During Christmas break, she was following actor Channing Tatum on Instagram and saw his promotion for the Team Oscar competition in which young people submit 60-second films. Six people are chosen from thousands of entrants to present Academy Award statues. Wake Forest’s liberal arts education had inspired her to try new things. “I said, ‘Oh, I have nothing else to do, I might as well try to make a film. … I didn’t know what I was doing, and I didn’t have any nice equipment. It was really just a fun exercise for me.”
The Team Oscar topic was “the best advice I’ve ever received,” and she made her “Sharing a Smile” video. Tatum announced the winners on “Jimmy Kimmel Live. ” “I remember hearing my name on TV, and I was like ‘WHAT? This has to be a joke.’”
She says her Hollywood experience was “unparalled.” She toured studios, went through wardrobe fittings and attended all rehearsals. She handed out Oscars, including to Eddie Redmayne for Best Actor as Stephen Hawking in “The Theory of Everything.” She met Tatum (“he’s hilarious … a goofball”), Jennifer Aniston, Jennifer Lopez and more. She hobnobbed at the Academy’s Governors Ball afterward.
It was a whirlwind, and she was hooked, but she had two more years to work on her major in communication and minor in film studies. She won a grant from the Provost’s Office to study international films at the Sundance Film Festival in Utah. She sent set drawings occasionally to production designer John Richoux, whom she met in Los Angeles, and he accepted her as an apprentice after graduation.
In Los Angeles, she worked on many commercials and on “Hollywood Darlings,” a comedy series about former child stars. For a crime drama that called for stashing a murder corpse, she found herself climbing into bins at a Walmart to see if a body could fit. “Interesting experiences,” she says.
She worked a reality survival TV show called “Castaways,” which had a producer who is a Wake alumnus, Grant Kahler (’01). She says Wake Forest’s biggest influence in her life has been the connections she’s made with faculty and alumni.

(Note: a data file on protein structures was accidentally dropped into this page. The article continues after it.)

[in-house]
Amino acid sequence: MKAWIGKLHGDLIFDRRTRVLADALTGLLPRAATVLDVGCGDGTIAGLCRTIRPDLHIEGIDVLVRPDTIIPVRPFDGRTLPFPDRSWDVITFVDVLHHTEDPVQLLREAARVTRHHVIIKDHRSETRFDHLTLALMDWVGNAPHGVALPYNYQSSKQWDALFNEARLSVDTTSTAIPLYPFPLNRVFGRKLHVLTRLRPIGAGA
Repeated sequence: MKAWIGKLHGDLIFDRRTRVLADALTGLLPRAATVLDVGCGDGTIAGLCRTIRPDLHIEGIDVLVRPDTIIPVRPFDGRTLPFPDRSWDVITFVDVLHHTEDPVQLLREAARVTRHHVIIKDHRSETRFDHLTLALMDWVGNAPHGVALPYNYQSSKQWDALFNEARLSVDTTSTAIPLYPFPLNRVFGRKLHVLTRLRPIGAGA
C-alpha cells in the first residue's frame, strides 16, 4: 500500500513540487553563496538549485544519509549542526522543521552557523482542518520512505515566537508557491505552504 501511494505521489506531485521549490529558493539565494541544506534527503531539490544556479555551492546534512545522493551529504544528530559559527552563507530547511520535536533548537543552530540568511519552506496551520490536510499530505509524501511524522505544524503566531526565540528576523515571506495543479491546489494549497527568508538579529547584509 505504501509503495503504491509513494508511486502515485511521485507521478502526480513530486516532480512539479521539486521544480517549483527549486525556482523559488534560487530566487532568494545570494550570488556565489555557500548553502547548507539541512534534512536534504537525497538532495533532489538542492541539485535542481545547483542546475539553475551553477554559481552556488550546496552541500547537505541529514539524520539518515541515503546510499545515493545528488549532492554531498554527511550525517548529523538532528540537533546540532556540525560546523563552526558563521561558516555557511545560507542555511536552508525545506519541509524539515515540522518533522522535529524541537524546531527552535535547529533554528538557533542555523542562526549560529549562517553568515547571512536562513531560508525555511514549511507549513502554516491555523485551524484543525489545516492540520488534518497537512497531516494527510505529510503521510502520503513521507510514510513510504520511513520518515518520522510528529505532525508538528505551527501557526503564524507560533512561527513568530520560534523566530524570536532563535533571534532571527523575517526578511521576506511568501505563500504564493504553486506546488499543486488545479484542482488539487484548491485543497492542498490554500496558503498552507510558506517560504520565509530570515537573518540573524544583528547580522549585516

She was succeeding, but she missed dancing. “Dancing will always be first and foremost my No. 1 passion, even if it’s just a hobby. I can’t imagine life without dancing.” She had begun taking tango classes during a break between film projects and found out a Wake Forest friend was going to Argentina to teach English. FitzGerald joined her, again on a whim.
“Going to Argentina was just a major wow factor for me at seeing the real authentic Argentine tango dancers, just everywhere, out and about at the milongas (dance events), performing in the streets. It’s just so captivating, and it’s such a cultural dance that there’s something really rich about it,” FitzGerald says.
She struggled at first to let go and share the music with a partner. “Every other dance style that I had ever done was always self-initiated, … you’re in control of every movement,” she says. “With tango, … if the man is not moving, then you don’t move. … I can hear the music, and I would want to dance it in my mind one way, … but in tango you have to follow how the leader is interpreting the music, which will be different with every guy you dance with.”
She’s hoping to compete in San Francisco next year with a partner. “Tango has kind of become my bread and butter, but I still love to dance other styles,” she says. She recently took a contemporary class, and she wants to try Broadway dancing. She’s also been learning graphic design through extension courses at UCLA, and just this month, she gave up her UCLA job to pursue a full-time program in User Experience Design.
Watch out, world.